Sure, as long as you’re using it with a button controller smartapp. As long as smartthings sees it that way, you can have any recognized button activity trigger pretty much anything SmartThings can do, including a virtual toggle. :sunglasses:

(Roger G) #33

Hi, can you please let me know the details of implementing “8) networked switch that does not cut power to the bulb” ? Is it to use something like the Dim with Me app?


Yes, exactly. :sunglasses:

If it’s just for on and off, you can use the official smart lighting feature. Most people really only want the manual switch for the convenience of guests or kids so that there is an intuitive switch. But they do color changes or other more complex scenes with automation or with a multi button switch like the Remotec. In that case you’re just using the capabilities of the bulbs, the switch isn’t involved at all in the same. The remotec is popular because each of its eight buttons can recognize a tap, double tap, or long press, giving you 24 possible scenes in all.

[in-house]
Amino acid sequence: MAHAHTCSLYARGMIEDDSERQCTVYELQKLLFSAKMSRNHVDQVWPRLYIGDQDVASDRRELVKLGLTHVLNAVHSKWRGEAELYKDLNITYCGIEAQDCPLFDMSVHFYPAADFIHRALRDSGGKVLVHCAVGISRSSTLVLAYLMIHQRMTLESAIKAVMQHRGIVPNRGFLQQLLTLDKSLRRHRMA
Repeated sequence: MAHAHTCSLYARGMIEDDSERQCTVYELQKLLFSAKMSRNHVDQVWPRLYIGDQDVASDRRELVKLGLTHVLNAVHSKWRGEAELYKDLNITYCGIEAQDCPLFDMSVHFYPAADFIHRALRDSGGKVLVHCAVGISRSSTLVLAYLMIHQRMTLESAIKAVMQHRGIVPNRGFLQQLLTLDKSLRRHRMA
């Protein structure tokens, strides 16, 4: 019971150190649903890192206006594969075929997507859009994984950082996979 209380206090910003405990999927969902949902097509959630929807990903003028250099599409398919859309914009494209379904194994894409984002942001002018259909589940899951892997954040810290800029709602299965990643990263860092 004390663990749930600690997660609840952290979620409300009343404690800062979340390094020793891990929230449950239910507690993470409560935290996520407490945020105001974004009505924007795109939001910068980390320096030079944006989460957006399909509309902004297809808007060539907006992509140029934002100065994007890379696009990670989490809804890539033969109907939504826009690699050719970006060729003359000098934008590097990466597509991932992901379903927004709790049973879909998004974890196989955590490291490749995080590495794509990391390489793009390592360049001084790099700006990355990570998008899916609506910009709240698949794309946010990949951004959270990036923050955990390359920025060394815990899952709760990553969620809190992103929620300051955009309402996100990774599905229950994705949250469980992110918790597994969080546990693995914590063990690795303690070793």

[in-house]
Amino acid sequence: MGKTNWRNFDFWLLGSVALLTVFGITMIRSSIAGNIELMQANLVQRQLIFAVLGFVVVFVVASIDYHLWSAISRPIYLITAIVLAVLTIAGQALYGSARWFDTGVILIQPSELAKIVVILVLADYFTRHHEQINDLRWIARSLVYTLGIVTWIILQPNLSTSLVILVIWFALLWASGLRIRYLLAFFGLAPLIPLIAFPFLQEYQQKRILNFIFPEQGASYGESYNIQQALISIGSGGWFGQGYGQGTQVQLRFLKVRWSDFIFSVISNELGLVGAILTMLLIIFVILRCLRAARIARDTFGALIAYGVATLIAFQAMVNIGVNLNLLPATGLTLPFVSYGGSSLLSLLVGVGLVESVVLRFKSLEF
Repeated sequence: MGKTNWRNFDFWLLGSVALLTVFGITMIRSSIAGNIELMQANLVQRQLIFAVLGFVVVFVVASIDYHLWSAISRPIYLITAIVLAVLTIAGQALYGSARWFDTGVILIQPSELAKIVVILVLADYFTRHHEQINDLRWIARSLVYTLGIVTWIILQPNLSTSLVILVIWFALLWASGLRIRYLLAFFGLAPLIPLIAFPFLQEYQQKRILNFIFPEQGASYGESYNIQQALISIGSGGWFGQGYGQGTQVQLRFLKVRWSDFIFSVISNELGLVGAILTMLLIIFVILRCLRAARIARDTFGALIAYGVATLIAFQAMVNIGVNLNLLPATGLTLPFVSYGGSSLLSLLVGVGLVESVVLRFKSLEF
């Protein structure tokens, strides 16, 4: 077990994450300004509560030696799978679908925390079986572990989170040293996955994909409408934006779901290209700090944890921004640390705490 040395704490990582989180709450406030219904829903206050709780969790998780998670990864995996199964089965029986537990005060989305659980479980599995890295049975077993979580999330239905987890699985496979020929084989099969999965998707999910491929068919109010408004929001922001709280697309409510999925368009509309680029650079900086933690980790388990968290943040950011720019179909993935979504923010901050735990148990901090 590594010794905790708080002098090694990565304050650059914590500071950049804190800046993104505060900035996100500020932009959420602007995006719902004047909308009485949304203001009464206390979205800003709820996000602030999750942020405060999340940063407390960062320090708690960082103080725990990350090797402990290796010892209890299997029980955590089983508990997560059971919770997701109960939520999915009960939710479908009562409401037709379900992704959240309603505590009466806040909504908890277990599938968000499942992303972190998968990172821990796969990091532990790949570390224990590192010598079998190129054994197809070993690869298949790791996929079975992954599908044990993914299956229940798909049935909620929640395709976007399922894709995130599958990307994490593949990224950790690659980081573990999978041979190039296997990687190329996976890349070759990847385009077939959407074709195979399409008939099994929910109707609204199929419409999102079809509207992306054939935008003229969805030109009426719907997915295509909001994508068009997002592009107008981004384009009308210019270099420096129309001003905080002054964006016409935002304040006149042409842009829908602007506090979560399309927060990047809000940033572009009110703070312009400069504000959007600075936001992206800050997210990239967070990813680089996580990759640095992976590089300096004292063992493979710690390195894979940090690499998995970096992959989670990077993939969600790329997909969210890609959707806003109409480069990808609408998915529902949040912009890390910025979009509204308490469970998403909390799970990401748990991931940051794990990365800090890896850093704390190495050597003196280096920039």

Or they go all in and mount a wall tablet or inexpensive Wi-Fi phone on the wall so they get a color dial.

Just depends on your specific requirements. :sunglasses:

(Roger G) #35

thank you so much for the quick reply!
what i would ideally like to do is control the dimming using a separate physical switches. Specifically, Homeseer WD100+ Dimmer or WS100+ switch (using up and down button taps). What is best way to do this?


Just use any of the custom lighting smart apps that you like. There are several new versions of dim and dimmer, and there’s trendsetter, which is very popular. Or just core which gives you the most options of all.